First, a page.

The Prince of Wales has pledged to do his “utmost” to spread a message of sustainability and will call for consumers to be given clear information to help them make environmentally-friendly choices.
Charles is due to launch an ambitious project to help financial markets become more sustainable.
He will highlight his Sustainable Markets Council during a brief visit to the World Economic Forum in Davos, Switzerland, before travelling to the Middle East for his first official tour of Israel and the Occupied Palestinian Territories.
The prince hopes the project will bring together leading individuals from the public and private sectors, charitable organisations and investors to identify ways to rapidly de-carbonise the global economy and make the transition to sustainable markets.
In a speech in the Swiss resort later on Wednesday, he is expected to say that being socially and environmentally responsible should be the cheapest option available to all.
“We cannot expect consumers to make sustainable choices if these choices are not clearly laid before them,” he will say.
“As consumers increasingly demand sustainable products, they deserve to be told more about product lifecycles, supply chains and production methods.
“For a transition to take place, being socially and environmentally conscious cannot only be for those who can afford it.
“If all the true costs are taken into account, being socially and environmentally responsible should be the least expensive option because it leaves the smallest footprint behind.”
Charles has vowed to use his platform to get the message out.
“With 2020 being seen as the ‘super year’, kick-starting a decade of action for people and planet, I intend to do my utmost to ensure that the message of urgency, systemic change, collaboration and integration is heard,” he will say.
The ministerial jet Voyager is believed to be undergoing scheduled maintenance and the prince will be travelling to Switzerland and the Holy Land on a chartered plane.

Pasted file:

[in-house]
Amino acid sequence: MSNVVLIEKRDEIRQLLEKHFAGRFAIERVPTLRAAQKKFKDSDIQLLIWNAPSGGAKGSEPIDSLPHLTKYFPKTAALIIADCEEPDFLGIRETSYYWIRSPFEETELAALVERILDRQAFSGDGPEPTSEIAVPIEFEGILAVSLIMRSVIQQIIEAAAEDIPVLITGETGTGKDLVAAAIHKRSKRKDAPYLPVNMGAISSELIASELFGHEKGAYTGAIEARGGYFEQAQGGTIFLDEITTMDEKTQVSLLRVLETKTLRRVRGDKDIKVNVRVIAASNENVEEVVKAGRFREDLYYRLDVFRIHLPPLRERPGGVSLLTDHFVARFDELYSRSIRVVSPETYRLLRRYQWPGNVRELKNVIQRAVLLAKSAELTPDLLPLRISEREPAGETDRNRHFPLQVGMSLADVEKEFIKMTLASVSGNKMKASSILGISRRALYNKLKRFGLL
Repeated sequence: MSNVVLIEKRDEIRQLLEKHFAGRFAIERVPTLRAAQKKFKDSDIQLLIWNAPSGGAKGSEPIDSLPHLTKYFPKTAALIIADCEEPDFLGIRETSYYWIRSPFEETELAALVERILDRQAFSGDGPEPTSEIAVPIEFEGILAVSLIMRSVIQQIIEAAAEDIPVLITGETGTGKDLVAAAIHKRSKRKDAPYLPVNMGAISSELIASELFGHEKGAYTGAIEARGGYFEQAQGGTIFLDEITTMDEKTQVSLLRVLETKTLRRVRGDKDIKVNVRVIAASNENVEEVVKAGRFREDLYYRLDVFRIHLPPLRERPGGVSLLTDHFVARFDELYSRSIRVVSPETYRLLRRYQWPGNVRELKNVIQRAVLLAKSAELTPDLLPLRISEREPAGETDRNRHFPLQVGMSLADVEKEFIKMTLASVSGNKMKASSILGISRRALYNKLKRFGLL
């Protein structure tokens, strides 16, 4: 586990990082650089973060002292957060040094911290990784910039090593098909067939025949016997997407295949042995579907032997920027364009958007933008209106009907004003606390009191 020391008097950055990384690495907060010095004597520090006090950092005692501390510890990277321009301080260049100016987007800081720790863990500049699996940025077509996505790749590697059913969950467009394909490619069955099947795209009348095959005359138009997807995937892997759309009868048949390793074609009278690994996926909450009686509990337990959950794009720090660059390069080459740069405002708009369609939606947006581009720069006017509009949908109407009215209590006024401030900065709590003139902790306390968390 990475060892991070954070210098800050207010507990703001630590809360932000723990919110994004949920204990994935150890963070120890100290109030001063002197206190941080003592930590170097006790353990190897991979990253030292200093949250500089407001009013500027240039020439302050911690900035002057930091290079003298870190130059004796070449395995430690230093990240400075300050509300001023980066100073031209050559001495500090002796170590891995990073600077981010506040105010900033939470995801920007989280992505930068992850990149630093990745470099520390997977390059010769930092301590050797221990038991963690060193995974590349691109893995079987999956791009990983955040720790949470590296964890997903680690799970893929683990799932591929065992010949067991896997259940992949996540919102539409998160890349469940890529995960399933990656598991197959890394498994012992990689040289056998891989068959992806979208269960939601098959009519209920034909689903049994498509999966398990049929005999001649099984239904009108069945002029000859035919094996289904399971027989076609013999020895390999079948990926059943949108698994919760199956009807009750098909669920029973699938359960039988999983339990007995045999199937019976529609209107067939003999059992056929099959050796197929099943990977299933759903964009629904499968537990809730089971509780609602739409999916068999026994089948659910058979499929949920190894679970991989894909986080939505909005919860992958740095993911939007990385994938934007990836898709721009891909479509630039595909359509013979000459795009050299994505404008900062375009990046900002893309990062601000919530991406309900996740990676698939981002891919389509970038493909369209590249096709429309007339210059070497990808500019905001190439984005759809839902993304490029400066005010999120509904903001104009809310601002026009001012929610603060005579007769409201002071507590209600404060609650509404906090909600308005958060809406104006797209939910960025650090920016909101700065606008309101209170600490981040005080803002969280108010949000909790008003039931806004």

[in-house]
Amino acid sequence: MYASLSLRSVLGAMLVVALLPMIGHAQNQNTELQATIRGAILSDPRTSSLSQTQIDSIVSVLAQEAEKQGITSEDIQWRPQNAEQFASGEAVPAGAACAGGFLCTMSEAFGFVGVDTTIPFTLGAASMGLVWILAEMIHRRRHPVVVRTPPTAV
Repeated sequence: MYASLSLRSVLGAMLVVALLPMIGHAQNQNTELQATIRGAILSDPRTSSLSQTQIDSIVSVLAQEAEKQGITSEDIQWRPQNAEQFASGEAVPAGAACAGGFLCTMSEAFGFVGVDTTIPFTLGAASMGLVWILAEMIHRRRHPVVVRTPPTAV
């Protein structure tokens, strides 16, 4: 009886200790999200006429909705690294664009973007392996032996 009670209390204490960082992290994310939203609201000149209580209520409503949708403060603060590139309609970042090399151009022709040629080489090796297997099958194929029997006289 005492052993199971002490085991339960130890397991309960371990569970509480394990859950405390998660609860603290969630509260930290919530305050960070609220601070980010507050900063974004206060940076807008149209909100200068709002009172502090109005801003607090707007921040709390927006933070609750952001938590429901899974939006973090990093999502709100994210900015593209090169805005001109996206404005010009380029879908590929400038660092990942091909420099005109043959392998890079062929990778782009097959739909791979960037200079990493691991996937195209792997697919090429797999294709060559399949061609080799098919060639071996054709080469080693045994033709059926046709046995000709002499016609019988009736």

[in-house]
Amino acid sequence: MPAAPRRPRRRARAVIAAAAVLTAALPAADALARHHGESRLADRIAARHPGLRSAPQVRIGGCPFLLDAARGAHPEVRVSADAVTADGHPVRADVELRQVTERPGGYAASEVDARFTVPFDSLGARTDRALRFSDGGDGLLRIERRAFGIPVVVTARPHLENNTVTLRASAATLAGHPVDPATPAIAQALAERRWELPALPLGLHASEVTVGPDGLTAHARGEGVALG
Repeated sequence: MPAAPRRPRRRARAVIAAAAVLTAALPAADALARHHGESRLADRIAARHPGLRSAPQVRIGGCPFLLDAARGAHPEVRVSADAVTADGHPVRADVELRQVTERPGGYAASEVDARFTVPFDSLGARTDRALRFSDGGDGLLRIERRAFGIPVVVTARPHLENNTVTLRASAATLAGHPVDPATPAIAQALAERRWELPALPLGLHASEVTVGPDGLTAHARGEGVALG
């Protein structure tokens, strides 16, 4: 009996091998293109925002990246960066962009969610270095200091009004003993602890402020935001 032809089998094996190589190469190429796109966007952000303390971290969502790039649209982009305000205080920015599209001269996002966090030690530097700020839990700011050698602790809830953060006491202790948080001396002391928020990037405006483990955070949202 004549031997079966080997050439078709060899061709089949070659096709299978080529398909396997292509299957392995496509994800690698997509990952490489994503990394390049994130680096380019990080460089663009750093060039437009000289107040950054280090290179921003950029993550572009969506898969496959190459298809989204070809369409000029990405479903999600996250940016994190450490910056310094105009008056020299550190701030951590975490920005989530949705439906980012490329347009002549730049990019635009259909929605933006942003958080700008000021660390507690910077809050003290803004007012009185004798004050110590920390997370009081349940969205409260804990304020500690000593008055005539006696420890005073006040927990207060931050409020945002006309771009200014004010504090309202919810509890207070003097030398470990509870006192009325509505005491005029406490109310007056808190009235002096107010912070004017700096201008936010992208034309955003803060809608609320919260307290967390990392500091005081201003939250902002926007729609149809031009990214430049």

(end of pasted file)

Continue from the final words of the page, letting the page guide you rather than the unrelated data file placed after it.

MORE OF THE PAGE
World leaders and leading business figures have faced criticism in the past for flying to Davos by private jet.
Scott Furssedonn-Wood, Charles’s deputy private secretary, has said: “We always look at a range of options. We take a number of factors into account when we decide how to travel, we weigh up things like cost, of course, with environmental impact, as you’d expect, but also efficiency of time, size of delegation and, crucially, safety and security.”
He highlighted a number of trips, including the prince’s official visits to Japan and India, when he flew by commercial airlines, but for this tour, he said, scheduled flights did not satisfy all of their considerations.
Charles will make the two-hour car journey from the airport to Davos by electric vehicle, rather than helicopter, a Clarence House spokesman said.
The prince’s tour – the highest-level visit by a member of the royal family to Israel and Palestinian areas – will mark the 75th anniversary of the liberation of the former Nazi concentration camp Auschwitz-Birkenau.
Charles will deliver a speech at the World Holocaust Forum being staged at Yad Vashem, the World Holocaust Remembrance Centre in Jerusalem, on Thursday, joining around 40 world leaders and other dignitaries.
He has been invited to the major event by Israel President Reuven Rivlin and will meet the statesman during his two-day visit, as well as Palestinian President Mahmoud Abbas, who has invited the prince to visit the Occupied Palestinian Territories.
While in the Middle East, Charles will also visit Bethlehem, the birthplace of Christ.